Torrealba learned work ethic from dad
Rockies catcher's father made him a better person and athlete
DENVER -- Rockies catcher Yorvit Torrealba never tried to follow in the footsteps of his father, Diego, when he was young. Even now, he defers to dad when it comes to cars.
"He was the mechanic, but I never tried that," Torrealba said. "Honestly, I call him for whatever is wrong with my car. It can be something simple like my battery is dead, and I'm like, 'Hey, Dad, what is wrong with my car?' I don't know anything about it."
Likewise, his dad wasn't into sports, having left school at a young age to begin working and helping his father take care of his family after his mother passed away. But Torrealba's hustle, leadership and enjoyment of his profession is a reflection of the work ethic he learned from his father. Those thoughts are on Torrealba's mind as he and Major League Baseball celebrate Father's Day this weekend.
"My mom, Laura, was always with me in baseball, while my dad always gave me the advice you need to hear from somebody, to keep going, keep working," said Torrealba, whose rare first name came when his father wanted to name him Victor and his mother wanted to go with Yorman. "Those things made me a better person, a better baseball player. He couldn't always be around my games, but he was there for me when I needed him."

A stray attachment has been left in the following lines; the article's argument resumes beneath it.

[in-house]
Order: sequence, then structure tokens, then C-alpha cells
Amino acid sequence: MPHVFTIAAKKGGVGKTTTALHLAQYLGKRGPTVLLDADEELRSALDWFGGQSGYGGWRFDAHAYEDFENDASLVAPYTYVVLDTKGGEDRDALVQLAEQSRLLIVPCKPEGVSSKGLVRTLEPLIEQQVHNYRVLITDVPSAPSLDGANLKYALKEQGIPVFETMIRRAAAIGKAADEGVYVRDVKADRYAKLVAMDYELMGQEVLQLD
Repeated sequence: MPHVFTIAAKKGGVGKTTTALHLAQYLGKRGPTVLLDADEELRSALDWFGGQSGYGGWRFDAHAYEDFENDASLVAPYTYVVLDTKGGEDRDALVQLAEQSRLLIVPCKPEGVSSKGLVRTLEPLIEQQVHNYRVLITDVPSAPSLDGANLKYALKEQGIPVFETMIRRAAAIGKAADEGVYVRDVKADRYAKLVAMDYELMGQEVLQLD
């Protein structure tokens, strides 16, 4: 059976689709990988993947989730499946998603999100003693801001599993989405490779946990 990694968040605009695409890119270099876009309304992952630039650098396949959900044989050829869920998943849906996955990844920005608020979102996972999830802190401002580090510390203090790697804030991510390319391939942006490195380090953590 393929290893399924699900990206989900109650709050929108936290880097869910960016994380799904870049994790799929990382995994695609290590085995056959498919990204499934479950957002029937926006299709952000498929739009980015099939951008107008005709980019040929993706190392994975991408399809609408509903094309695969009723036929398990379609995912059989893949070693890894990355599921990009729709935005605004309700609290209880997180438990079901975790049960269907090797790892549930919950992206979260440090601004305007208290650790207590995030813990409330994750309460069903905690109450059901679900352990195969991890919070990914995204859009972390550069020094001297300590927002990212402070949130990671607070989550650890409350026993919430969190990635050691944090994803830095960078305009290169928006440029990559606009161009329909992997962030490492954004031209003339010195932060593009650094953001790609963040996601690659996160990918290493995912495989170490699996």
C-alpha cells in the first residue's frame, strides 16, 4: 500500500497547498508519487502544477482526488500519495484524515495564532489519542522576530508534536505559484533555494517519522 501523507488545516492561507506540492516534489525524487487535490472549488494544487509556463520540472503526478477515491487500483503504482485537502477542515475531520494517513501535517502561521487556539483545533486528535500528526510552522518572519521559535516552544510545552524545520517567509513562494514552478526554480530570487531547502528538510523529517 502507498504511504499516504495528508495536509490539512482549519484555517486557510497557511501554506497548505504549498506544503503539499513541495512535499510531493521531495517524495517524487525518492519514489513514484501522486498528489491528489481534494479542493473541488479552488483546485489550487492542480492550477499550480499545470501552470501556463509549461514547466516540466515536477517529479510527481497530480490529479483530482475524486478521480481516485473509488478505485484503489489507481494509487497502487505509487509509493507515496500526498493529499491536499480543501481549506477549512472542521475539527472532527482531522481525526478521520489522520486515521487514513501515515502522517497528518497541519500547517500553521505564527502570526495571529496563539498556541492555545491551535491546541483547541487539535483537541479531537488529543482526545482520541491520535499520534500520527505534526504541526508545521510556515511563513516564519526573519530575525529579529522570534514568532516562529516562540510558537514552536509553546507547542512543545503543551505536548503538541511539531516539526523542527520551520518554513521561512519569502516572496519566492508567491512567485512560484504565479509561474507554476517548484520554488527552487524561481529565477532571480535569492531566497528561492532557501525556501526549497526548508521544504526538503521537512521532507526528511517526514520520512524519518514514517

Torrealba returned "home" to the Rockies this season -- he was an important figure from 2006-09, years that included a World Series appearance and another playoff trip. He felt even more at home during the early part of this season, when his father spent about two weeks with him.
Diego Torrealba spent time with his son in the clubhouse and the dugout during batting practice, and followed and supported him during the games. His dad didn't get to see one of his best moments -- he went to the airport on April 24, the day Torrealba singled in the winning run in the 12th inning of a 6-5 victory over the Braves at Coors Field. But the time he was around was enjoyable for Torrealba.
"I was proud to have him here watching me play, and watching how my career has gone," Torrealba said. "Every year so far -- my dad for the last five years, my mom for the last eight years -- I've been happy to have them here. My mom will be here again in July or August. My dad might come back also."